He's made them both count.
Kearns hit his first homer in 105 at-bats this season, a stunning three-run shot in the seventh inning off Burnett, sending the Cleveland Indians to a 6-3 win and spoiling All-Star shortstop Derek Jeter's return to the Yankees' lineup Monday night.
With two on and the Indians trailing 2-1, Kearns, who has been in a slump all season, hit a 1-0 pitch from Burnett (8-7) the opposite way to right for his first homer since Aug. 22, when he wore Yankee pinstripes. Kearns came up batting only .192 with two RBIs in a part-time role.
He was only 1 of 11 against Burnett -- a grand slam as a rookie in 2002 for Cincinnati.
"It's a funny game," Kearns said.
Jeter was back in his familiar spot at shortstop and again atop the batting order for the first time since June 13, when he went on the disabled list with a calf injury. New York's captain went 0-for-4 and remained six shy of becoming the first Yankees player to reach 3,000 hits.
"I felt fine, no problems, no issues," Jeter said. "I was nervous at the beginning, almost like it was Opening Day again. It was just nerves. Three weeks is definitely a long time to be out. I felt better as the game went on."
Josh Tomlin (10-4), who carried a no-hitter into the seventh inning, allowed two runs and three hits and improved to 7-1 at home this season. The Indians' right-hander also became the first pitcher since 1919 to go at least five innings in each of his first 29 career appearances.
"He was able to hold down that amazing lineup," Indians manager Manny Acta said. "He doesn't back down from anybody."
Carlos Santana hit a two-run homer in the eighth for Cleveland, finally back home after a nine-game interleague trip.
Chris Perez pitched a 1-2-3 ninth for his 20th save in 21 tries as the Indians improved to 25-14 at Progressive Field, which was sold out for the third time in 2011.
Curtis Granderson hit his 23rd homer for the Yankees, who have lost two straight after a seven-game winning streak.
Following the game, manager Joe Girardi revealed that closer Mariano Rivera was not available because of a sore triceps muscle. Both Girardi and Rivera downplayed the discomfort.
"I'm not concerned at all," the 41-year-old Rivera said. "It was sore today. I got a lot of treatment. Hopefully, I'll be able to pitch tomorrow."
Trying to become the first pitcher in 53 years to no-hit the Yankees by himself, Tomlin retired 18 straight entering the seventh and was poised to deliver a Fourth of July spectacular to a rare sellout crowd that included roughly 15,000 very vocal Yankees fans.
However, Mark Teixeira broke up Tomlin's no-hit bid with a leadoff single to center. Tomlin buckled down and struck out Alex Rodriguez before Robinson Cano reached on a lucky infield single that caromed off the plate and stayed fair as it dribbled down the third-base line. Cano laughed as he crossed first base.
Nick Swisher followed by jumping on the first pitch and splitting the outfielders with a double that rolled to the wall, scoring Teixeira and Cano to make it 2-0.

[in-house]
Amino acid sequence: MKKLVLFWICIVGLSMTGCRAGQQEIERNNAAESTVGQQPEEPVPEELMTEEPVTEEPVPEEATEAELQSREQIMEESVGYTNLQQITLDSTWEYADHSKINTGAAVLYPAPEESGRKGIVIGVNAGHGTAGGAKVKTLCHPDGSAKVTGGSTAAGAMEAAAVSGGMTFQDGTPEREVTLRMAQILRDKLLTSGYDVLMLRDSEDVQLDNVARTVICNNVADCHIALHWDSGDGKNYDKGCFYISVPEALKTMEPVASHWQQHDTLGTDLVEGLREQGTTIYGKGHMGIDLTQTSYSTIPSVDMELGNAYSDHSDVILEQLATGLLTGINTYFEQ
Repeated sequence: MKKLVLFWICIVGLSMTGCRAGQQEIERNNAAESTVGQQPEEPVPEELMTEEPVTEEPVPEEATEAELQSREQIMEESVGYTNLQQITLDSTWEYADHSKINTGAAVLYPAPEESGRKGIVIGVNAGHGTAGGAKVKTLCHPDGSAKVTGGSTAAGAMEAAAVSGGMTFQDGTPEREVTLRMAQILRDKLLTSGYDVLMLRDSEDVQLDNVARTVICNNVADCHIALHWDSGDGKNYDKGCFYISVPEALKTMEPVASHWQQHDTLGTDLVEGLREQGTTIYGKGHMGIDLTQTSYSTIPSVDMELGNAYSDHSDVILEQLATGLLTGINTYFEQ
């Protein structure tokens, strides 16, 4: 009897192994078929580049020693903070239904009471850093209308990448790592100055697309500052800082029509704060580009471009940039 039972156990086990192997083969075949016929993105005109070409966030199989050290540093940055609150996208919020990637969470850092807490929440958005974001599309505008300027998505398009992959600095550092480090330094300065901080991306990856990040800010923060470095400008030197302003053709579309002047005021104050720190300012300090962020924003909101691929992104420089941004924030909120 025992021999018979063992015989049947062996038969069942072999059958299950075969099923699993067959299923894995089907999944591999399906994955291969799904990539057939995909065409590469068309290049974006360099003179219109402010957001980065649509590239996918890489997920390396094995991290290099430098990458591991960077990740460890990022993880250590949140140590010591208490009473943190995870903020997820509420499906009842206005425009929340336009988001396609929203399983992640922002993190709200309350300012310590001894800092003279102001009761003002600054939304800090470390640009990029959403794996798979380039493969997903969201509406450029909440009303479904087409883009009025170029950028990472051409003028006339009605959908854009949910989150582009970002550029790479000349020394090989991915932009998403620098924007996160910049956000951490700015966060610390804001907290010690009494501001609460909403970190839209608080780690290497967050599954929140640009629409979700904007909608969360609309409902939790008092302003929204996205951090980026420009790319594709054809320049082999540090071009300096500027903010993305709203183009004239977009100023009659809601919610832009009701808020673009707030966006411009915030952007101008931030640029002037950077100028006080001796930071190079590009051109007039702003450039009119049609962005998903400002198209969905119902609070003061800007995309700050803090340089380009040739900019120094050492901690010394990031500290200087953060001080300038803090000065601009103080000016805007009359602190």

Burnett couldn't hold the lead. He gave up a one-out walk in the seventh to Grady Sizemore but then struck out Orlando Cabrera. The right-hander walked rookie Lonnie Chisenhall and was ahead of Shelley Duncan 0-2 before he fouled off four pitches and dumped a 2-2 pitch into right for an RBI single.
Up came Kearns, who drove an outside fastball over the fence in right, giving the Indians a 4-2 lead. Cleveland's crowd tried to get Kearns to take a curtain call, but the outfielder who has become a target for fans wondering why the Indians are keeping him, stayed out of sight.
"I had no idea," Kearns said of the ovation. "I was just glad to get it done."
Burnett was more upset with the walks than the homer.
"You can't do that," he said. "He was probably looking away and I threw a fastball off the plate. They made some good at-bats that inning, but it was the two walks that did me in. I threw the ball well. Without the two walks, that's a solo shot."
The Yankees got within 4-3 on Granderson's shot to right off reliever Vinnie Pestano.
Santana gave the Indians some breathing room in the eighth. Travis Hafner reached on a one-out infield single, and Santana, who was briefly scratched before the game and then reinserted, hit his 13th homer -- a shot over the left-field wall against Cory Wade.
Jeter's calf got its first major league test almost immediately.
He topped Tomlin's second pitch toward third and raced down the first-base line as Chisenhall was booting the easy grounder for an error. Tomlin then walked Granderson, yielding his first base on balls in 24 2/3 innings. With two on, none out and their 3-4-5 hitters coming up, the Yankees appeared to be in business.
However, Tomlin retired Teixeira, Rodriguez and Cano on easy flyballs to escape an early hole.
In his second at-bat, Jeter flied out to center. He grounded to third in the sixth and lined to shortstop in the eighth.
"Tomlin knows how to pitch," Jeter said. "He didn't throw a ball over the plate all day to me. He really mixed it up. He knows what he is doing."
Girardi was happy to have Jeter back and said he would wait to see how the 37-year-old felt afterward before deciding how much the 12-time All-Star will play before the break.
The Yankees haven't been no-hit by one pitcher since Hall of Famer Hoyt Wilhelm in 1958. Six Houston pitchers did it to the Yankees in 2003. ... Indians 1B Matt LaPorta, out since June 18 with a sprained right ankle, took batting practice, grounders and ran the bases in what may have been his final test before being activated. Acta said LaPorta will have a similar workout Tuesday before the team decides whether to activate him or send him on a minor league rehab assignment.